Posted: by

Accomplished modernist architect Eason Cross died on January 28, 2016. A Fellow of the American Institute of Architects, Cross was a principal of Cross & Adreon, a firm known for modernist residential developments designed to harmonize with nature. Their projects received prestigious design awards when they were first built 50 years ago, and these communities have continued to receive recognition for being outstanding places in which to live. The work of Cross & Adreon was recently featured in David Frey’s “30 Great Neighborhoods” in the current issue of Bethesda Magazine (Mar/Apr 2016) (pdf).

Cross worked seven years in the offices of prominent local architect Charles Goodman, first as draftsman and later as associate architect. In this capacity, he designed houses in Hollin Hills where he became a resident, raised a family, and was a community leader. From Goodman, Eason learned that good architecture would benefit society and he followed Goodman’s example of striving to provide well-designed housing for a broad audience. Cross had earned a Masters of Architecture from Harvard (1951), where he studied under pioneering modernist Walter Gropius, founder of the Bauhaus School.

In Montgomery County, Cross & Adreon partnered with developers Matthews-Schwartz in bringing clusters of houses designed for nature, built into wooded hillsides and often adjoined parks or streams. Notable projects include Wynkoop Court, as well as projects in Mohican Hills and Bradley Park.


Bradley Park_8522 Whittier Blvd_CLKelly 2-26-2016 (8)

Wynkoop Court (1965) received an award for community design from AIA Mid-Atlantic Region and a design award from the Bethesda-Chevy Chase Chamber of Commerce. Thoughtfully sited houses stepped into the hillside are accessed by shared driveways, boardwalks, and stairways.


Wynkoop Ct_CLKelly 2-26-2016 (36)

Expansive windows bring nature into living space. Terraces and balconies extend living space into the wooded landscape.



The Wynkoop Barn House model received a 1966 Homes for Better Living award in a competition sponsored by the American Institute of Architects and House & Home. The compact 2,600 sf house contained six bedrooms and three baths on a small footprint with attic and basement.


WynkoopBarnHouse_House&Home_Oct1966 (10)

House & Home wrote, “There’s a regrettable tendency in the homebuilding industry to consider unusual, interesting design the sole province of the custom-built house, and to relegate the built-for-sale house to the so-called safe category of ordinary, sales-proven design.” In presenting a design award to the Wynkoop Barn House, House & Home found proof that the two markets can overlap from the standpoint of design. House and Home featured the Wynkoop Barn House in its October 1966 issue, photographs by Warren Ballard.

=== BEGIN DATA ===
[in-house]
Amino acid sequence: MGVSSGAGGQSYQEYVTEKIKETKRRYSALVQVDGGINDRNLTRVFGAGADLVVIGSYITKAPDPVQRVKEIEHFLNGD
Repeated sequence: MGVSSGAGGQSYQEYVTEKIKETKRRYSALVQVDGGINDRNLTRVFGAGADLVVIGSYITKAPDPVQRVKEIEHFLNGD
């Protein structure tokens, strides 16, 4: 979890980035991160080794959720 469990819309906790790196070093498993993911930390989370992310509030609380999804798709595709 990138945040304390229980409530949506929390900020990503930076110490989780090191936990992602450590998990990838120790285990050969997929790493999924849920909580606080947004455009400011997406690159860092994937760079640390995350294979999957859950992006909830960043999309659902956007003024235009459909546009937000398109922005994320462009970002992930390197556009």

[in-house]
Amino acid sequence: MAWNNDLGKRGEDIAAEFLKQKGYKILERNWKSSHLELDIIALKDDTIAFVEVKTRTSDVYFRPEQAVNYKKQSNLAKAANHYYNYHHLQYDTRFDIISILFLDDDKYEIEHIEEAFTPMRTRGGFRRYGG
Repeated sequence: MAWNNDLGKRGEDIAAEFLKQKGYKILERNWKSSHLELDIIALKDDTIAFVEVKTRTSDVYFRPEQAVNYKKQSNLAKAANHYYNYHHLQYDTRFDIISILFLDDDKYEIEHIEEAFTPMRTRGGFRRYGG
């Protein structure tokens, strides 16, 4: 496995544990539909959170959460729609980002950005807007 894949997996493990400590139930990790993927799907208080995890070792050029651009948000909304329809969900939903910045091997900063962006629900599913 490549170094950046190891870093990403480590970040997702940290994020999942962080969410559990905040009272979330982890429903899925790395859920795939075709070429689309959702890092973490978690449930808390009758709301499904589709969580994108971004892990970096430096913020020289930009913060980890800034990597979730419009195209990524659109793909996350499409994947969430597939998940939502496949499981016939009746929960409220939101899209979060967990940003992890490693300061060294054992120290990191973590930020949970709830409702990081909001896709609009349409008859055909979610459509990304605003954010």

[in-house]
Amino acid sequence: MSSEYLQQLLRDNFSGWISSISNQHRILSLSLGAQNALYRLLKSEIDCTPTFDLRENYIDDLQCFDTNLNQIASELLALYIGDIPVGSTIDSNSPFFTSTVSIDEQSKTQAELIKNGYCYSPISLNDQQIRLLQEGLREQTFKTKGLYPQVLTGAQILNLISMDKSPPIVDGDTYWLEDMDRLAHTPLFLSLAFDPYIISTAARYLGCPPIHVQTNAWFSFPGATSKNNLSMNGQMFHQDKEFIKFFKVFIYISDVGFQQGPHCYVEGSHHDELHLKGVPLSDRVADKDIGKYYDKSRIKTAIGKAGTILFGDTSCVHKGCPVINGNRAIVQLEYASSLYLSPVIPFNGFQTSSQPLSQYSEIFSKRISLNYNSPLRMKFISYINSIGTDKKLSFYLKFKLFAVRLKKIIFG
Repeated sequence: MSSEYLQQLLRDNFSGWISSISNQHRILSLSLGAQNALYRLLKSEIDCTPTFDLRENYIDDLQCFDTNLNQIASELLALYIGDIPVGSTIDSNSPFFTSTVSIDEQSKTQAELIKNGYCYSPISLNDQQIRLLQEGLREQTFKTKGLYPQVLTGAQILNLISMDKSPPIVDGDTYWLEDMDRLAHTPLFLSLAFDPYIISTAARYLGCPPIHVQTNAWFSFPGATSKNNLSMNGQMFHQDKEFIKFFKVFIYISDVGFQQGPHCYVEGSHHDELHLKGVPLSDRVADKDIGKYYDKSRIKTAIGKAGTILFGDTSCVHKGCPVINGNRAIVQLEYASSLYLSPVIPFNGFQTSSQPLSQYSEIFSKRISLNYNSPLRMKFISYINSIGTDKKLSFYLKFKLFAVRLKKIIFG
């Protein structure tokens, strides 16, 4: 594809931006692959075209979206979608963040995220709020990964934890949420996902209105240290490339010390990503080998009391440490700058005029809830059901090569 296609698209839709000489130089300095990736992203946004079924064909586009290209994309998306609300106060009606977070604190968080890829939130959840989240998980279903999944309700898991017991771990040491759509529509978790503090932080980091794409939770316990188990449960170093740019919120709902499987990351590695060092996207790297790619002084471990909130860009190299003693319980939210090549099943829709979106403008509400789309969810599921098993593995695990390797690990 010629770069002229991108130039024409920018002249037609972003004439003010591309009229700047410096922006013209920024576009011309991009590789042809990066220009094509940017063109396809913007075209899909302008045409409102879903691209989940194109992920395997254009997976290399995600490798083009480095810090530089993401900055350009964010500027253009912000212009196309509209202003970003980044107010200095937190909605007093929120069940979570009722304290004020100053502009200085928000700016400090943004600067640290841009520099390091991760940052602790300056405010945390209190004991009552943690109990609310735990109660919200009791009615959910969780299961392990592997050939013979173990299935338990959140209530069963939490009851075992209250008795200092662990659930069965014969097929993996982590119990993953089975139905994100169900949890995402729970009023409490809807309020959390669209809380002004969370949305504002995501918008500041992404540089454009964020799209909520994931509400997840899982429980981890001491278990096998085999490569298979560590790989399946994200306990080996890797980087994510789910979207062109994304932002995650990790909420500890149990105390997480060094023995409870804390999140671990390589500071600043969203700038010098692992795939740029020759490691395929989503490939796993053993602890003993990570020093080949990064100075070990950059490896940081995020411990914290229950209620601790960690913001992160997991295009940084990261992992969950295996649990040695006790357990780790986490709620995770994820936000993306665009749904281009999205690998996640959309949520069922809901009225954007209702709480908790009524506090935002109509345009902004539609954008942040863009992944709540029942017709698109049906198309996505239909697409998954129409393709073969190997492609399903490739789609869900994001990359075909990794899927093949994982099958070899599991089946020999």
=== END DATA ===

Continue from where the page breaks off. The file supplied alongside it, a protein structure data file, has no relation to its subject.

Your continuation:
Mohican Hills_5508 5512 5516 Mohican Rd_CLKelly 2-26-16 (19)

On Mohican Road, in Mohican Hills, Cross & Adreon designed a cluster of seven houses for a steep, wooded site adjoining a park. Houses are connected with shared driveways.


Mohican Hills_5508 Mohican Rd_CLKelly 2-26-16 (8)

The Mohican Hills Square House received a House and Home award (1966). A rustic walkway meanders between the modernist houses.


Mohican Hills_5516 Mohican Rd_CLKelly 2-26-16 (22)

The walkway connects the community with the adjacent M-NCPPC Glen Echo Heights Neighborhood Park, established in 1960. Mohican Hills sold out two weeks before the scheduled opening.


Wiscasset Rd houses2

The architects carefully considered vistas from houses as they situated the buildings on sloping, wooded lots. This plan shows how viewsheds were orchestrated harmoniously for neighboring houses on Wiscasset Road. Dotted lines indicate the steep topography.



Other projects include Bradley Park (1966), Whittier Boulevard, Bethesda, and Williamsburg Gardens (1974), Holbrook Lane and vicinity, Potomac. This Bradley Park model with clerestory windows won a 1967 award from AIA and House and Home.

The award-winning projects of Cross and Adreon are included in Montgomery Modern: Modern Architecture in Montgomery County, Maryland, 1930-1979. The book also includes a biographical sketch for Eason Cross in the Practitioners Appendix.

Info on Montgomery Modern initiative:

Thanks to my colleague Joey Lampl who interviewed Eason Cross and consulted his papers, in her intensive research on Charles Goodman.

For more on Eason Cross, see his obituary from the Washington Post (pdf).


Montgomery ModernMontgomery Modern explores mid-century modern buildings and communities that reflect the optimistic spirit of the post-war era in Montgomery County, Maryland. From International Style office towers to Googie style stores and contemporary tract houses, Montgomery Modern celebrates the buildings, technology, and materials of the Atomic Age, from the late 1940s through the 1960s. A half century later, we now have perspective to appreciate these resources as a product of their time.